CAMPAIGNS: Integrated Communications
Waverly Community Schools
2013 Technology Bond Proposal
For the first time in its history, Waverly Community Schools sought voter approval for an $18.4 million bond to upgrade technology and enhance security throughout the district. Waverly was one of the last districts in the region and state to ask the community to support its students through a technology bond.
Waverly faced an aging population, declining enrollment and an uncertain economy when it decided to put the bond proposal on the May 2013 ballot. With no money to fund a large campaign, Waverly turned to Edge Partnerships, who agreed to manage the campaign pro bono. Edge created a campaign strategy that relied almost entirely on grassroots tactics and engaged more than 100 volunteers.
Waverly Community Schools initially retained the services of Barton Malow, a renowned construction firm with expertise in education. Through this partnership, Waverly identified and drafted a technology plan for the district that included associated costs in preparation for a bond proposal.
To best understand voters in the district, Edge researched past voting trends, voter turnout and areas to target for a door-to-door campaign, direct mail and Get Out the Vote phone calls. In addition, Edge conducted research on technology bond results in other district across Michigan to determine the demographic trends of supporters and nonsupporters.
Finally, Edge and district leadership identified residents in the district who would serve as strong proponents of the bond proposal. These residents served in a number of capacities as the volunteer team for the bond.
A four-member Advisory Committee was formed that consisted of the district’s superintendent, public information officer and two Edge strategists, one of whom served on the Waverly School Board of Education. This committee developed the winning strategy for the bond election.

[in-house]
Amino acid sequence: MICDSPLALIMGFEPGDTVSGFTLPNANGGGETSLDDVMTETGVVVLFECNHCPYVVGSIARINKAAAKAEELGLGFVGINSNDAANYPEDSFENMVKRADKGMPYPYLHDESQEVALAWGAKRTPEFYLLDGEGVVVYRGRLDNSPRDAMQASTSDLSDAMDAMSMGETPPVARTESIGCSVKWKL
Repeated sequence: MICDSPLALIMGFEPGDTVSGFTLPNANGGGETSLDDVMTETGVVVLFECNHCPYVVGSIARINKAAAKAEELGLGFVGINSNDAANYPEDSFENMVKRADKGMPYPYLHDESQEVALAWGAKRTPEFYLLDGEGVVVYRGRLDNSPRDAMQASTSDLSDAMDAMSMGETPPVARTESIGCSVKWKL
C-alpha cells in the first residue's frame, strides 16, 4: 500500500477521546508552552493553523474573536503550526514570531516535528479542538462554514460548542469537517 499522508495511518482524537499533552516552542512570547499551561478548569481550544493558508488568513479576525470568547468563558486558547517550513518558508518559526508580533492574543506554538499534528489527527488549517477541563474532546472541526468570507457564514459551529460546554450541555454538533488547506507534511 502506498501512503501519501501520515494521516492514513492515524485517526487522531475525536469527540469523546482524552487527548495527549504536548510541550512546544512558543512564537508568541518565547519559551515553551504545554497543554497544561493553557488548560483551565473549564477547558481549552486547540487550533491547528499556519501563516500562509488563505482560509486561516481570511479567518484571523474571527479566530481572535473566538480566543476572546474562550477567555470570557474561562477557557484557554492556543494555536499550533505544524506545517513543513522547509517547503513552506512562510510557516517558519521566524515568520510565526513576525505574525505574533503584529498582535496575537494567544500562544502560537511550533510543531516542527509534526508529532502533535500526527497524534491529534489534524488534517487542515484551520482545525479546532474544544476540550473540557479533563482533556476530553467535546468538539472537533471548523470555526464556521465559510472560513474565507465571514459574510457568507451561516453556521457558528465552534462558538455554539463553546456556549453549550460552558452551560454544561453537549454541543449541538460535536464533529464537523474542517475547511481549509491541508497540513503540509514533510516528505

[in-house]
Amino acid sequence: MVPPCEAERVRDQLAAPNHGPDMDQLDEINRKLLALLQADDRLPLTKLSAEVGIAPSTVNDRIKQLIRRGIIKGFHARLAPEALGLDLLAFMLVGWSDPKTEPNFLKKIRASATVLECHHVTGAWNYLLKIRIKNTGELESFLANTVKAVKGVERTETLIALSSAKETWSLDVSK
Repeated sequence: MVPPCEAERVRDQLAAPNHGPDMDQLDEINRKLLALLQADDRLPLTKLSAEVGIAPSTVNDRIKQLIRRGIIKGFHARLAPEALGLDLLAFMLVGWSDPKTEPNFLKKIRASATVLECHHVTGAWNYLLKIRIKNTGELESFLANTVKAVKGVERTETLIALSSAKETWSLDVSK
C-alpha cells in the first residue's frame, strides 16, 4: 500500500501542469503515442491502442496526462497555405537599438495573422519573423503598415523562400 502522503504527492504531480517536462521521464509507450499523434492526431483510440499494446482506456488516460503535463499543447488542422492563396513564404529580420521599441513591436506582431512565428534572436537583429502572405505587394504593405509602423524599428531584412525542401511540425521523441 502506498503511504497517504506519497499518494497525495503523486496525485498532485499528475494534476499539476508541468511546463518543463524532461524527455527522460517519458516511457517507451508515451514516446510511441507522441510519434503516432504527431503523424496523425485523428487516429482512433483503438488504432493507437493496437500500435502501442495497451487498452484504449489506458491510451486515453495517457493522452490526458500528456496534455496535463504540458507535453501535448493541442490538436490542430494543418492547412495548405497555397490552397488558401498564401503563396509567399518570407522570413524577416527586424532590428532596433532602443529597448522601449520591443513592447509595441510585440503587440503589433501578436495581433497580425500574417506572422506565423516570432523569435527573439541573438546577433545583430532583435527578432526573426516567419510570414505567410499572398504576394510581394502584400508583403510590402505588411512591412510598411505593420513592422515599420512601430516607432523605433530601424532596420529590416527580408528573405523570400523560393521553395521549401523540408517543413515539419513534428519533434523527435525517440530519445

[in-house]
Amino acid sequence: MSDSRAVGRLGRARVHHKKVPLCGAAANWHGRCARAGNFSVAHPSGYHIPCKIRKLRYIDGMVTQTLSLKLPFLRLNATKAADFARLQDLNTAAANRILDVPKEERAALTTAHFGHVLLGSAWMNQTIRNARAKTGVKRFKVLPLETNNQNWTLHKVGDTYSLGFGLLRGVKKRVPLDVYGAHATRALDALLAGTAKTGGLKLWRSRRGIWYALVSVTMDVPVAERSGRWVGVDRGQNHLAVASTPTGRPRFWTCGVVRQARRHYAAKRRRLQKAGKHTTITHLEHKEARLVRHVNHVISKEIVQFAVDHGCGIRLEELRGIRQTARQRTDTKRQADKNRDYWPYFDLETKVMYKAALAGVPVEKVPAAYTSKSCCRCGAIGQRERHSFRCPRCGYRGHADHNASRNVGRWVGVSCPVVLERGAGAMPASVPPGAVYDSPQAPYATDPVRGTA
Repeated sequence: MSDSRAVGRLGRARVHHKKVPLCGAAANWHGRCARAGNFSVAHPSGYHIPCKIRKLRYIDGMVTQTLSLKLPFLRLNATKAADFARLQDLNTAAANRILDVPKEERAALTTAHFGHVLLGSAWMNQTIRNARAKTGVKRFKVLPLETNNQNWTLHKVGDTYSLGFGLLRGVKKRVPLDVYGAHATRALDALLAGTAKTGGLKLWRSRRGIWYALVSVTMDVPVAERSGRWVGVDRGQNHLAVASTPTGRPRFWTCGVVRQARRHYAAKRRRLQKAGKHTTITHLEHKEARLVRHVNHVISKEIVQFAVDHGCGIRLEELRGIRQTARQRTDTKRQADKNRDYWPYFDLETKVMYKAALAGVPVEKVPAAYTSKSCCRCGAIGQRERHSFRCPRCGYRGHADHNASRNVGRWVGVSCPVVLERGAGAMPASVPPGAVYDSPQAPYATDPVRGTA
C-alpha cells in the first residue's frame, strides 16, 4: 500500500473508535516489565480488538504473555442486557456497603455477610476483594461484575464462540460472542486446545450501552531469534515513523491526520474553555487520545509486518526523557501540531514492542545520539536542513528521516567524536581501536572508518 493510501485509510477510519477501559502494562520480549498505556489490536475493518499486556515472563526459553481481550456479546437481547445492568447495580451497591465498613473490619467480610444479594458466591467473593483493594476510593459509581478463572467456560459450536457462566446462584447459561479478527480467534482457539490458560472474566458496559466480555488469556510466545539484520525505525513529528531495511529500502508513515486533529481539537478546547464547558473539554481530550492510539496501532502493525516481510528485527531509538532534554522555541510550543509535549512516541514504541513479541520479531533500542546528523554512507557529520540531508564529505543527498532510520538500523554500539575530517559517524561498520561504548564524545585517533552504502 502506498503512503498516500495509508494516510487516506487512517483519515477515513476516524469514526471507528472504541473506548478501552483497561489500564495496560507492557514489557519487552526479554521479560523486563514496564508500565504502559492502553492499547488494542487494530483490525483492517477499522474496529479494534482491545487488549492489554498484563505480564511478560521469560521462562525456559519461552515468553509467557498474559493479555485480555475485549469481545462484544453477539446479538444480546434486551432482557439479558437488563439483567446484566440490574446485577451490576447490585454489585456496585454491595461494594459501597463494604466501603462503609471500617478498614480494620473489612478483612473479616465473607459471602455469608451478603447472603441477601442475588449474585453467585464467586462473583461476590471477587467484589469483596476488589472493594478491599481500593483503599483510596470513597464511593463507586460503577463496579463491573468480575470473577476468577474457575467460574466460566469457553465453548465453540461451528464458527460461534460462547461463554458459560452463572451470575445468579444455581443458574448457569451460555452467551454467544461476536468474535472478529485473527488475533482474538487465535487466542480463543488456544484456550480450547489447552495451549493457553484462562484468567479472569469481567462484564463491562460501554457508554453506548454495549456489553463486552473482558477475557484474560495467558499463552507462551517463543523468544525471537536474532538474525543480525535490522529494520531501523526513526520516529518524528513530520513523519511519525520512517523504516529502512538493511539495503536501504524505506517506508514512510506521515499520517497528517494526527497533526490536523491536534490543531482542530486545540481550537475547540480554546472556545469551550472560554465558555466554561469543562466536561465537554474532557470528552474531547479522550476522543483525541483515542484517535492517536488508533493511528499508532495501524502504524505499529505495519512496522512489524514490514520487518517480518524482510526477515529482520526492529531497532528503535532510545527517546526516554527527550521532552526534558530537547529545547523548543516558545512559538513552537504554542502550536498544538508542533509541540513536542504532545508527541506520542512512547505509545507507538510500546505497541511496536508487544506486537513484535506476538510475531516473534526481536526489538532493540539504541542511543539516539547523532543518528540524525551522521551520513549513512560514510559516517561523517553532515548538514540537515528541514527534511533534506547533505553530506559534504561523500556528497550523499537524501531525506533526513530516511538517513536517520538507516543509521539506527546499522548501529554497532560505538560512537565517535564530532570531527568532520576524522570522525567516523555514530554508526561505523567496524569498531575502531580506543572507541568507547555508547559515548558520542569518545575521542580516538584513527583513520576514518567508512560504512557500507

To maximize volunteer support and minimize costs, the advisory committee identified and recruited six steering committee chairs, eight support committee chairs and eight division committee chairs. Each chair, in turn, recruited members for their respective committees and were responsibility for each component of the campaign. These components included bond supporter identification, door-to-door activities, Get out the Vote phone calls, and bond information distribution.
Edge worked closely with the local newspaper to secure positive earned media and grow awareness for the need to approve the technology bond.
Edge developed the campaign theme, “You’ve Got the Power,” for use on all bond materials. The messaging was purposeful in that it put the power of positive change in the hands of voters. It also related to powering up technology, such as the tablets each student would receive.
With a very short timeframe to secure the necessary 2,000 votes for approval, the campaign was broken down as follows:
Mid-February to Early March: PLANNING PHASE
- Initial meeting of Advisory Committee
- Strategy development with timeline and next steps
- Ballot language due
- Board of Education vote to put bond on May 2013 ballot
- Ballot language to Eaton County clerk
- Identification and implementation of educational bond information into existing district materials, website and other medians.
- Message and campaign development
- Identification of chairs for steering, support and division chairs
March: EDUCATION PHASE
- Kickoff meeting with campaign chairs
- Development and distribution of campaign leadership packets
- Grassroots convening and influence (engagement of committees)
- Paid direct mail
- Earned media through public relations pitch
April to May 7: GET-OUT-THE-VOTE PHASE & MILAGE APPROVAL
- Paid direct mail
- Integrated field work (text to vote, GOTV calls)
- Public relations pitch (including social media)
May 7: ELECTION DAY
- Supporters at the polls
For the first time in its history, Waverly Community School successfully placed on the ballot and won a 10-year, $18.4 million technology bond proposal. The proposal passed by 157 votes with 13 percent of registered voters casting a ballot. In addition to successful passage of the bond, the grassroots campaign netted positive earned media from local outlets.
Except for a few hundred dollars collected by literally passing a hat at the campaign kickoff meeting, the campaign required no additional funds.